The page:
An outstanding challenge in modeling the radiative properties of stratiform rain systems is an accurate representation of the mixed-phase hydrometeors present in the melting layer. The use of ice spheres coated with meltwater or mixed-dielectric spheroids have been used as rough approximations, but more realistic shapes are needed to improve the accuracy of the models. Recently, realistically structured synthetic snowflakes have been computationally generated, with radiative properties that were shown to be consistent with coincident airborne radar and microwave radiometer observations. However, melting such finely-structured ice hydrometeors is a challenging problem, and most of the previous efforts have employed heuristic approaches. In the current work, physical laws governing the melting process are applied to the melting of synthetic snowflakes using a meshless-Lagrangian computational approach henceforth referred to as the Snow Meshless Lagrangian Technique (SnowMeLT). SnowMeLT is capable of scaling across large computing clusters, and a collection of synthetic aggregate snowflakes from NASA’s OpenSSP database with diameters ranging from 2–10.5 mm are melted as a demonstration of the method. To properly capture the flow of meltwater, the simulations are carried out at relatively high resolution (15 μm), and a new analytic approximation is developed to simulate heat transfer from the environment without the need to simulate the atmosphere explicitly.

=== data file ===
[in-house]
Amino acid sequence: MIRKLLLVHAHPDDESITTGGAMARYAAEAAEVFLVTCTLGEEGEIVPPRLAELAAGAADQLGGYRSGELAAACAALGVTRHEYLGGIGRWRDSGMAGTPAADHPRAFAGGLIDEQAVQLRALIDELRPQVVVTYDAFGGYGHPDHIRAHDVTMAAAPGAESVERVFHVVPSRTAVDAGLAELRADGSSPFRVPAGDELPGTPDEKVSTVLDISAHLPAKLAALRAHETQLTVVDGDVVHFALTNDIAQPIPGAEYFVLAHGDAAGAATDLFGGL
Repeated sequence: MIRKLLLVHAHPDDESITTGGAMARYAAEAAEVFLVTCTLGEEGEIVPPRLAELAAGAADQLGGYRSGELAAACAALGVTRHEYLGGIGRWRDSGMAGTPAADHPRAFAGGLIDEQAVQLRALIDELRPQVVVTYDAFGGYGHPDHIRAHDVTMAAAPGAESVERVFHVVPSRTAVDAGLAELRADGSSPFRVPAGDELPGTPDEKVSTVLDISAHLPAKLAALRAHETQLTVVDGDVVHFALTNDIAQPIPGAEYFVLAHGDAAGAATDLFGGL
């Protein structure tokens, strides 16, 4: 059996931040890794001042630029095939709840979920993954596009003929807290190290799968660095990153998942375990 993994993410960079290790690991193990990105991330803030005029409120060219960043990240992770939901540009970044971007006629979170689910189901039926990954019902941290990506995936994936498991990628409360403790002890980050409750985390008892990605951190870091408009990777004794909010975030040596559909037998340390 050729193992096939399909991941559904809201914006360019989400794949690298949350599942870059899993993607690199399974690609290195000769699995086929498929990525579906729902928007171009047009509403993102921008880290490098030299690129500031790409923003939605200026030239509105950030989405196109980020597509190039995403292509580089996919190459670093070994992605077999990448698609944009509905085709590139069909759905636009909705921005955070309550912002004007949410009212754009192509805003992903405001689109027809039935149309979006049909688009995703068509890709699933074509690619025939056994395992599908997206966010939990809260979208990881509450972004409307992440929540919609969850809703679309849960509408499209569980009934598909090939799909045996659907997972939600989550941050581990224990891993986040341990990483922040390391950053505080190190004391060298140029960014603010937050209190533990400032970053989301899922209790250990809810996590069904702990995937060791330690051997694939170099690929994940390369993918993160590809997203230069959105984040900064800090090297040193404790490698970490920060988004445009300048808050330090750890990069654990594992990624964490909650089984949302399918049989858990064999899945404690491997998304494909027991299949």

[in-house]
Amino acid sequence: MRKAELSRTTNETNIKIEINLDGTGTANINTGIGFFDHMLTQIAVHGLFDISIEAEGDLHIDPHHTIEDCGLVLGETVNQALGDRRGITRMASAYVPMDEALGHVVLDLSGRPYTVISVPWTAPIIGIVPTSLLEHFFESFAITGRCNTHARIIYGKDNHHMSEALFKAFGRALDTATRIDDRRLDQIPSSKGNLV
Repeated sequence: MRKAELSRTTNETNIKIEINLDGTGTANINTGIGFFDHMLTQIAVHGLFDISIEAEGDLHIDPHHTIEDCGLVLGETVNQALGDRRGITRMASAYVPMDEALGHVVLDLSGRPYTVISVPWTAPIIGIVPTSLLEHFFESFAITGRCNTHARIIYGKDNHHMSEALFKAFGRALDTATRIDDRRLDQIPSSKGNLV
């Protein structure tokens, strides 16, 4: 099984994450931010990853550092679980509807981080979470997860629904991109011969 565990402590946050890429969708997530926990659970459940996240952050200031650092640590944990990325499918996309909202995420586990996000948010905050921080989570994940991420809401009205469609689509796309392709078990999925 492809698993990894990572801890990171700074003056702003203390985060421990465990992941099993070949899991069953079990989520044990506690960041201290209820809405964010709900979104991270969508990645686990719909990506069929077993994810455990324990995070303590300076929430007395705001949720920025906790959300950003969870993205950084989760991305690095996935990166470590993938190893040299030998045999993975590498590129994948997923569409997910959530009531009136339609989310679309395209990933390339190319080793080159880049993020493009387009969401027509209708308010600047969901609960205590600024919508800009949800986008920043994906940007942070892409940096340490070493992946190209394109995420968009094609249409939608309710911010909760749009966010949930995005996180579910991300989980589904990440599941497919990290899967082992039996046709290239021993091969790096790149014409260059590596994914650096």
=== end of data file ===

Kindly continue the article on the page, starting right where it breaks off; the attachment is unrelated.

More recurrent heatwaves and extreme ozone episodes are likely to occur during the next decades and a key question is about the concurrence of those hazards, the atmospheric patterns behind their appearance and their joint effect on human health. In this work, we use surface maximum temperature and O3 observations during extended summers in two cities from Morocco: Casablanca and Marrakech, between 2010 and 2019. We assess the connection between these data and climate indexes (North Atlantic Oscillation (NAO), Mediterranean Oscillation (MO) and Saharan Oscillation (SaOI)). We then identify concurrent heatwaves and ozone episodes, the weather type behind this concurrence and the combined health risks. Our findings show that the concurrence of heatwaves and O3 episodes depends both on the specific city and the large-scale atmospheric circulation. The likely identified synoptic pattern is when the country is under the combined influence of an anticyclonic area in the north and the Saharan trough extending the depression centered in the south. This pattern generates a warm flow and may foster photochemical pollution. Our study is the first step towards the establishment of an alert system. It will help to provide recommendations for coping with concurrent heatwaves and air pollution episodes.